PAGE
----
After being announced on Kickstarter on 1st May 2015, Playtonic’s Yooka-Laylee is finally nearing its release. After GameSpew previewed it at EGX last year, I was given a chance to get even more hands-on time with the much-anticipated successor to Banjo-Kazooie.

Touted as a return to the golden-era of “collectathons”, Yooka-Laylee certainly has its target set high. Trying to re-immerse older players whilst inspiring a new generation is obviously no easy feat, but right from the off you get a real sense that this game knows what it is about. Everything from its vibrant colour scheme, its fabulous cast of characters and its utterly charming world design all scream “this is the 90s!” – but with the quality and finesse of a 2017 production.

Playing the first two hours of the game was a little daunting; when Yooka-Laylee dropped me into its world with little clue to what to do I instantly panicked. This game was serious about you having to explore, discover and remember what is happening. There’s no map of any sort and this at first threw me off, but it didn’t last long; after a while, it felt like the shackles of a culture of hand-holding games had been taken off.

With no explicit marker of where to go and what to do, I was able to just explore and truly embrace the universe of Yooka-Laylee. Minor inconveniences from getting stuck fell quickly for the love of just jumping around and bustling my way through every obstacle I faced. For the first time in a long time, I felt that I was truly playing a game and not just reaching an objective.

I spoke to Steve Mayles, Yooka-Laylee‘s Character Art Director (and father of Banjo) about what mechanics they had to change from the Banjo-Kazooie days. Surprisingly, he told me that basically nothing had changed – at least not in principle. The only thing Steve mentioned was the fact that Yooka-Laylee has been made to be much less linear: you don’t just learn a new skill for the sake of beating the next section; rather, you can use it to re-visit old worlds and engage them in new ways.

New skills are gained by spending quills, the game’s currency, with a character named Trowzer. This character is a literal trouser snake, wearing a pair by feeding himself through one leg and back up the other. He’s just one of a number of memorable and hilarious characters – a fun sense of humour is always at the forefront of Yooka-Laylee. Among the list is of course Yooka and Laylee, the two main protagonists that both have plenty of wit, along with the antagonist Capital B and his underling Dr. Quack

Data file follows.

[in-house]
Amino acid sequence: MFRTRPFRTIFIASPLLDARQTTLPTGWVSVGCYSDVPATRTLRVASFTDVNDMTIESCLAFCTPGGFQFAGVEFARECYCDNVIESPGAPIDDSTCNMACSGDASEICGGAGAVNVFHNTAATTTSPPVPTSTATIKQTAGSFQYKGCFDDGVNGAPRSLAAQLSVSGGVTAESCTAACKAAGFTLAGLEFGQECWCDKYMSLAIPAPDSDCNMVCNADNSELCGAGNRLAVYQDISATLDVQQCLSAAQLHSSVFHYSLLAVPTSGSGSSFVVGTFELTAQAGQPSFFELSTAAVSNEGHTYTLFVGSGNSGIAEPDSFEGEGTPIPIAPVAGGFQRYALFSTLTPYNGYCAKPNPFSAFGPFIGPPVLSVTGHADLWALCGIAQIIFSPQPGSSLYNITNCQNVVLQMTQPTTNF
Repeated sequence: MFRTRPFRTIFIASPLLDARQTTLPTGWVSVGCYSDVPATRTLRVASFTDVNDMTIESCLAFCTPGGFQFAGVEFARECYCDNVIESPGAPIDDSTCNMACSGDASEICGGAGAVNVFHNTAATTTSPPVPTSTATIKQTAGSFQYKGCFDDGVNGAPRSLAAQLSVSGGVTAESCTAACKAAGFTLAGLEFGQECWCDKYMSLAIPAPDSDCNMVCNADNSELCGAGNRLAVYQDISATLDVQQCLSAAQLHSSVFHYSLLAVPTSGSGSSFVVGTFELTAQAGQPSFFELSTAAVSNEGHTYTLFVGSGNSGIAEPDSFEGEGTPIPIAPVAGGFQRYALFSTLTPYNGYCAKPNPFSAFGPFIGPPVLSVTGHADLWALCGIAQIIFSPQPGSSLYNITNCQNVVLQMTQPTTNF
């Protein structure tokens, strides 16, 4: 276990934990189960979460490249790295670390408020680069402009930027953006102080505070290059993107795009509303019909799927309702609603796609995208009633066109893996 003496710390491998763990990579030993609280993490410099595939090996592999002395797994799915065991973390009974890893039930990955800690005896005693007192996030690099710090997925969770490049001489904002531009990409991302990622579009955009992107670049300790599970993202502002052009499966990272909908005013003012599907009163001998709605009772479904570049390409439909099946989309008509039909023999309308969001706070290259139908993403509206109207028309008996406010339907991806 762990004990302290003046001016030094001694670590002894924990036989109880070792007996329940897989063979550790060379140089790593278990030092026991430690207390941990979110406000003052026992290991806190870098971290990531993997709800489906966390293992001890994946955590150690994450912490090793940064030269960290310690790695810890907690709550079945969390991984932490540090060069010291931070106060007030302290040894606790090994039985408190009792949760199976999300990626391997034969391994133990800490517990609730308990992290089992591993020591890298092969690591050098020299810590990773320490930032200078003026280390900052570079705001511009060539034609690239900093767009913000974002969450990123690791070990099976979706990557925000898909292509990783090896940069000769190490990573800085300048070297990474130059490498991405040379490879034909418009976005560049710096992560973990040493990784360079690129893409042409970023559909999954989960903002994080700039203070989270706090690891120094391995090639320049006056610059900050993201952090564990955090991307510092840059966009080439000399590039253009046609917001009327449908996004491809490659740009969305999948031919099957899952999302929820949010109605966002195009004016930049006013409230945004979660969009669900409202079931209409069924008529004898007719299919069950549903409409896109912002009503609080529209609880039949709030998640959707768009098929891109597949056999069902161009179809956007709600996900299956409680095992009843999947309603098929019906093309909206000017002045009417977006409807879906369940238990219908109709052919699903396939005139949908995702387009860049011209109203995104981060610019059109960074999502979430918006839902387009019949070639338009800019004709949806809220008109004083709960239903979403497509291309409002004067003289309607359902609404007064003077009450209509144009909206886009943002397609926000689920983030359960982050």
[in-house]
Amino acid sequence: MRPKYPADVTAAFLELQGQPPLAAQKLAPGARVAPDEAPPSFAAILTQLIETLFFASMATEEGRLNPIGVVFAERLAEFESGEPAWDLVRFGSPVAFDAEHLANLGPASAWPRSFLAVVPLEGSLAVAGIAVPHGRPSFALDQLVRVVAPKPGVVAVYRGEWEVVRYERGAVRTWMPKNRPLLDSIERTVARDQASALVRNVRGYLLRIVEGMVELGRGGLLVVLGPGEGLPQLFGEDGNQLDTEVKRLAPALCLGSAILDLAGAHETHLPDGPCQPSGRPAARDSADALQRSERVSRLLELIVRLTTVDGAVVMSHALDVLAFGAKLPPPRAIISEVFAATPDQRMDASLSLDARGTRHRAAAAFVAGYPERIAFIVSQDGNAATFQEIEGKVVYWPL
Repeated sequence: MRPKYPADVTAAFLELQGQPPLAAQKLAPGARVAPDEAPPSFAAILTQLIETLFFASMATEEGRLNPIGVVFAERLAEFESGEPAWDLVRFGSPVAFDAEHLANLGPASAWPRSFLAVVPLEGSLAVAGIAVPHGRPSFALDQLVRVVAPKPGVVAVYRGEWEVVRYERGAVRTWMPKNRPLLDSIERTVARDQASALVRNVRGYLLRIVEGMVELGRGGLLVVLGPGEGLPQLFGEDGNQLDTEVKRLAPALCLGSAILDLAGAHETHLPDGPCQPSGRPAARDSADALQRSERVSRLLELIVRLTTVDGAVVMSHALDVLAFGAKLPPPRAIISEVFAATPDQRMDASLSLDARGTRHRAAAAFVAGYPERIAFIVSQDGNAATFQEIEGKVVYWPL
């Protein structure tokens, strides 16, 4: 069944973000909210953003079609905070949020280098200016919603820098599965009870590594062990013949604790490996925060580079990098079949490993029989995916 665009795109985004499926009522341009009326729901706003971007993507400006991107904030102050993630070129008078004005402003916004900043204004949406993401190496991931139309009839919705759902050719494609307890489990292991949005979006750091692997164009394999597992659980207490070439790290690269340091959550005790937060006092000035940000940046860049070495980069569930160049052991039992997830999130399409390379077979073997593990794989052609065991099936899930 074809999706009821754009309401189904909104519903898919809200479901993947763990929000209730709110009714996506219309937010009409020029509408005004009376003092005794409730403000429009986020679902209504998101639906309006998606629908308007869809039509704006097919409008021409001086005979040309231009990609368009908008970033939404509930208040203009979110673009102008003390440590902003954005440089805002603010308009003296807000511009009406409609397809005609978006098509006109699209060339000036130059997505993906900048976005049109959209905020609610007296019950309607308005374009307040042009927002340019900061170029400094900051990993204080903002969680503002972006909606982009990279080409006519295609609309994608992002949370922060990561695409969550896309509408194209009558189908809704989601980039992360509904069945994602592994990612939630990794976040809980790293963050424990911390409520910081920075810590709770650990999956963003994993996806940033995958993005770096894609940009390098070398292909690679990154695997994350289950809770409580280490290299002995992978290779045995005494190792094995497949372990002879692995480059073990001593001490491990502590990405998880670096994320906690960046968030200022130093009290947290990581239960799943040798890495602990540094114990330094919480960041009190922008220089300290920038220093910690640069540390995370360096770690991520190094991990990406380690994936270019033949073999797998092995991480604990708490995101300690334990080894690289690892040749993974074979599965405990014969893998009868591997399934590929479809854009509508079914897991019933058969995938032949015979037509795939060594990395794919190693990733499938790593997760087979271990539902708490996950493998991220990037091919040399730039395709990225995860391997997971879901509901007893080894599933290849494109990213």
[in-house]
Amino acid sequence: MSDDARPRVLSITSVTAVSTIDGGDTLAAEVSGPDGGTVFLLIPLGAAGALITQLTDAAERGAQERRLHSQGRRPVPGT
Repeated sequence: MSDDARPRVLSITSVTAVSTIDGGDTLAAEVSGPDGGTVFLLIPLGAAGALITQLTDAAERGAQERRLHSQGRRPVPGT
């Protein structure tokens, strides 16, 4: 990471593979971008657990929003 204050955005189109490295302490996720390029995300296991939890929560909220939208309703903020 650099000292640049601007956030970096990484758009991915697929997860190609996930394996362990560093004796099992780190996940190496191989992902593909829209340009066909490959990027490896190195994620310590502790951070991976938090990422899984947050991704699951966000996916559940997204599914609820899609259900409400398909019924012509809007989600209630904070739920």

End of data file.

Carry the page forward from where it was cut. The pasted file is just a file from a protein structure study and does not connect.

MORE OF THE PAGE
I tried to ask Mayles about his favourite character but he cheated and copped out the question by answering both Yooka and Laylee. Before I could follow up, he went on to say that the characters are intended to be a “cast to last”, with the hope that they will span several games. So a possible franchise is on the cards – and future games may not necessarily be platforming collectathons: Mayles mentioned that this cast could fit plenty of genres. While I can’t necessarily picture Trowser Snake and gang fitting in a gritty FPS, we may well see them in something different a little further down the line. These are certainly characters I am hoping to see again; it’s impossible not to love their childish humour and properly clever (and surprisingly adult) jokes. May I suggest that we see the cast again in a new Karting game?

But let’s focus on the game we already know is just around the corner for now. Yooka-Laylee‘s soundtrack is also great – I urge you to look it up as simply describing it in words just won’t do it justice. What I will say, however, is that the soundtrack coupled with the brilliantly crafted sound effects manages to reinforce the ‘retro’ feel that Yooka-Laylee is recreating. Even the random string of sounds to give the illusion of character conversation is there to remind us of games gone by.

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I may have only had a couple of hours with the game, but already, I can’t recommend Yooka-Laylee highly enough. Collectathons were never broken, just oversaturated. To see one return to the forefront with such polish and charisma is truly exciting. It taps into what made 3D platformers so enjoyable – their fun-loving nature and the wonder of discovery. Yooka-Laylee, in its non-linear form, has pushed that wonder further than anything I have played lately, and I can’t wait to explore more of its charming world.

Yooka-Laylee is set to release on PC and consoles on 11th April.